Large-Capacity Equipment: Go BIG and Go Home (Conclusion)

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Bruce Beggs |

Ability to do laundry in one big machine attractive to customers

CHICAGO — Offering customers the ability to do bigger loads using large-capacity equipment can help decrease turnover and reduce the number of loads each has to do. While washers and dryers in the 20- to 40-pound range still make up a significant share of equipment in Laundromats today, it’s not unusual to see a few machines twice that size or larger in the same equipment mix.

Indeed, when time is at a premium, there’s something very attractive about having the ability to do one’s entire laundry in one big machine instead of a bunch of smaller ones.

VALUE CLEAN LAUNDROMAT

Jock Jouvenat’s Value Clean Laundromat in Roseburg, Ore., opened in May 2001. Through the years, Jouvenat gradually increased Value Clean’s laundry capacity, both by adding Dexter machines for general use, as well as behind the counter when he established a drop-off laundry service.

First were three stack 50-pound dryers. Then came an 80-pound OPL dryer behind the counter for drop-off laundry service. When Jouvenat discovered the 75-pound washers he wanted to acquire were no longer being made, he took his distributor’s advice and purchased two 90-pounders instead. The high-capacity washers fit within the existing space.

“We have received nothing but glowing reviews from our customers, who love how their laundry comes out virtually dry, which means they spend less total time doing laundry,” says Jouvenat.

The larger machines are aesthetically and operationally pleasing, he adds, plus he likes the extra capacity because it means that drop-off laundry doesn’t get held up in the queue for one of the 75-pounders.

SPLASH LAUNDRY

Miguel Beckles owns three stores in greater Atlanta: two in Marietta and one in Buckhead, an affluent uptown district. He’s been in the laundry business only about 2½ years, coming from a background in marketing and brand management.

When the Buckhead store he now owns, called Splash Laundry, was originally built in 1999, the surrounding area was low-income in nature. Investment in the store lacked and equipment was not well maintained, he says.

But after the Great Recession, Buckhead began to gentrify and phase out low-income housing. With condominiums and an upscale supermarket under development nearby, Beckles took advantage of the opportunity and bought the location.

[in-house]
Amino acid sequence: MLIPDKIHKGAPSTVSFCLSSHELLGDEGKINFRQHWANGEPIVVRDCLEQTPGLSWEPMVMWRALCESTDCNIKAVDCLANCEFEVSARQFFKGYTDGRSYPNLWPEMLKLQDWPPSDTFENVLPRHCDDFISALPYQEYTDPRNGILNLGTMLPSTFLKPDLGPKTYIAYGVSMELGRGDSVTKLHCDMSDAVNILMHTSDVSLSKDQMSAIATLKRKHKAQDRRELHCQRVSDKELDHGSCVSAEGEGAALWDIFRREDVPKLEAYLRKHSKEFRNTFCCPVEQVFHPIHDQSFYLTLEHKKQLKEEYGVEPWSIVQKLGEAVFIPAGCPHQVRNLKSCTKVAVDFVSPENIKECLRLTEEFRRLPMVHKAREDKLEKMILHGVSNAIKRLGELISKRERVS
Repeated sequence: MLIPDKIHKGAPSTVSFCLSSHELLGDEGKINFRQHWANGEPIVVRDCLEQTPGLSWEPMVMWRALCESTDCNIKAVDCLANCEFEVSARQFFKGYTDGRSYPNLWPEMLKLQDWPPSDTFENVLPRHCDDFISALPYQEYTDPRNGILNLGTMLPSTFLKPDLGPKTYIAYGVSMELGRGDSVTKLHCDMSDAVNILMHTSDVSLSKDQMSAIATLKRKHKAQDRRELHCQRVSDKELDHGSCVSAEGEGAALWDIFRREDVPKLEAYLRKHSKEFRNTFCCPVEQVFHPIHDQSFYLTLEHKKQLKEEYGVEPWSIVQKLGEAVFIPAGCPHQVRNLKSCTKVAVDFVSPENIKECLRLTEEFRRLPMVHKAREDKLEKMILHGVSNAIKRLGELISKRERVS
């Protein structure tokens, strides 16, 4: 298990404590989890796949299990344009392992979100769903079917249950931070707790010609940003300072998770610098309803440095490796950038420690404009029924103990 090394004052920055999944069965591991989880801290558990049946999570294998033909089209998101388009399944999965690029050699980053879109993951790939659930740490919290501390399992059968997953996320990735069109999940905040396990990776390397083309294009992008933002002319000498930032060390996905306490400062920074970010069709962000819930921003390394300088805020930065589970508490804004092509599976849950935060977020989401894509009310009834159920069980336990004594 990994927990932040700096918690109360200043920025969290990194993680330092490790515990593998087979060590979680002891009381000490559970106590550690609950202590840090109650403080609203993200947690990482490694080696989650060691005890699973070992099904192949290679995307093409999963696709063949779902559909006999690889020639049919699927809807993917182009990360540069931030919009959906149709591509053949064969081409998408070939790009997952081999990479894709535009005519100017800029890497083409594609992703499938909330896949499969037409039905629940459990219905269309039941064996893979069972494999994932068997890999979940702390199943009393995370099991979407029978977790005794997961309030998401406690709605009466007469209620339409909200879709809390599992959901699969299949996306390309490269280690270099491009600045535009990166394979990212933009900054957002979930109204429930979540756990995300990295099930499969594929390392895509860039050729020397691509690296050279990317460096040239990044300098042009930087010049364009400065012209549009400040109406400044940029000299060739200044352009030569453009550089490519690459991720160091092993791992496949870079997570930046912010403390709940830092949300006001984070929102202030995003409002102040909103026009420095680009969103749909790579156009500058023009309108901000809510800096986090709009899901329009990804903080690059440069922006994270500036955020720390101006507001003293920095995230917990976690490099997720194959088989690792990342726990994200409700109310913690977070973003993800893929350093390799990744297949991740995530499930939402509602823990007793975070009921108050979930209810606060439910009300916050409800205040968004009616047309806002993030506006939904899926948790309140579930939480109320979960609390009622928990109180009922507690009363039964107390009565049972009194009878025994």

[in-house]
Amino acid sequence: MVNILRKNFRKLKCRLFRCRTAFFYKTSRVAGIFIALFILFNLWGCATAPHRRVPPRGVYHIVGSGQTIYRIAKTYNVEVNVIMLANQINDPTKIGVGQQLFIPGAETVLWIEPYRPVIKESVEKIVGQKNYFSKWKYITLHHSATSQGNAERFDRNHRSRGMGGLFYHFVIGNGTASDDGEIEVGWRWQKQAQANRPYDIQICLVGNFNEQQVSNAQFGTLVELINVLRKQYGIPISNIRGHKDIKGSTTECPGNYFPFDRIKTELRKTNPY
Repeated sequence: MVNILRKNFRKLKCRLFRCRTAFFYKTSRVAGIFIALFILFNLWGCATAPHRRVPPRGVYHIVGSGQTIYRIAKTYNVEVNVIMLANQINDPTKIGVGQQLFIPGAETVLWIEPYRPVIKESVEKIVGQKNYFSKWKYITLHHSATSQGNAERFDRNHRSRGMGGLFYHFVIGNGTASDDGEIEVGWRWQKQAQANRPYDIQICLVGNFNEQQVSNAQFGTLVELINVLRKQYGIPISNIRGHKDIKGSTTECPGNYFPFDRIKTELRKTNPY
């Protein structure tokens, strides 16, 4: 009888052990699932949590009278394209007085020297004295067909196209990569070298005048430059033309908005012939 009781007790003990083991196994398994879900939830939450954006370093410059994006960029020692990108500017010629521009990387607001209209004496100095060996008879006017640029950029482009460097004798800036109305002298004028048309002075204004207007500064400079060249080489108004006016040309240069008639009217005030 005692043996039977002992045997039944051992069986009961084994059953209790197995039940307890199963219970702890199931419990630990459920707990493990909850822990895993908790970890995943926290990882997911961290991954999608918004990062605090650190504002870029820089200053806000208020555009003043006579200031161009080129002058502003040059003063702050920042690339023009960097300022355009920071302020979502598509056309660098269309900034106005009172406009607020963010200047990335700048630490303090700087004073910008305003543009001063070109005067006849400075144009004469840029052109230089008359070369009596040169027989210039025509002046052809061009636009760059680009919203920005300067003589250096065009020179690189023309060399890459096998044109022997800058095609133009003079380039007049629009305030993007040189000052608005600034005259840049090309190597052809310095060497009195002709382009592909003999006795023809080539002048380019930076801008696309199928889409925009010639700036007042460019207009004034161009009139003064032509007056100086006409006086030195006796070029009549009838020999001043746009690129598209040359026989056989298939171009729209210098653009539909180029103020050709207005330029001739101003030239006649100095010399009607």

Beckles felt the store was too cluttered: “Before I remodeled, the (equipment) mix was 40 washers, and it was 20 20-pound washers, 10 30-pound washers, and 10 50-pound washers. The dryer mix before was two 75-pound dryers and 38 30-pound dryers.”

When he put in all-new Speed Queen equipment connected by a SpyderWash payment system, he reduced the total number of machines. Today, the Buckhead store features 28 washers with capacities of 20, 30, 40, 50 or 80 pounds, and 28 dryers with capacities of 30, 45 or 75 pounds.

“The higher-income person gravitates to the bigger washers, even if they have 20 pounds (to wash),” Beckles says. “I would say the upper middle class, male or female, no matter what, they like the bigger machines.

“The customer who comes into my store with 100, 200 pounds of laundry, I never want them to (have to) wait.”

THE LAUNDRY TUB

At Joe Basile’s Lantana, Fla., store called The Laundry Tub, there are 38 washers and 46 dryers in a variety of capacities. But it’s not unusual for customers to wait in line to use Basile’s biggest machines, two 90-pound Continental ExpressWash washers.

“The 90s we have found to be very popular, especially on the weekends when we’re busy,” Basile says. “People want to get in and get out, and the amount of clothes they can handle is considerable.”

The large machines are centrally located and get lots of attention from passersby.

“When you look into the store when coming from either the east or the west, you get visibility from the middle of the store, which would be the two 90s. They’re right dead middle of the store.”

Does he promote the larger equipment in some way?

“They speak for themselves. Other than a mailing before we opened (June 2015), we have not done any marketing or advertising for the store. It’s a lot of word of mouth. A lot of people talk about the store, how clean it is, how friendly the people that work there are, how well the machines work, and how they’re in and out of there in less than an hour.”

It’s common for laundry owners to offer mid-week or off-hour specials, and Basile is no different. But there are certain machines that are never discounted.

“Everything in the store, when I do a special, which is off-hours, the middle of the day, Tuesday, Wednesday, Thursday, the only machines that do not get discounted are those 90-pound machines,” he says. “Those are $15 per cycle.”

Hindsight is always 20-20, and Basile says that knowing what he knows now, he would double the number of large-capacity washers.

“If I built another store, I would have four of them,” Basile says. “I’ve had as many as 14 turns in a day (on one of the 90s). People were going out and coming back later. If we had been giving out numbers, they would have taken one.”

Miss Part 1? You can read it HERE.

About the author

Bruce Beggs

American Trade Magazines LLC

Editorial Director, American Trade Magazines LLC

Bruce Beggs is editorial director of American Trade Magazines LLC, including American Coin-Op, American Drycleaner and American Laundry News. He was the editor of American Laundry News from November 1999 to May 2011. Beggs has worked as a newspaper reporter/editor and magazine editor since graduating from Kansas State University in 1986 with a bachelor’s degree in journalism and mass communications. He and his wife, Sandy, have two children.

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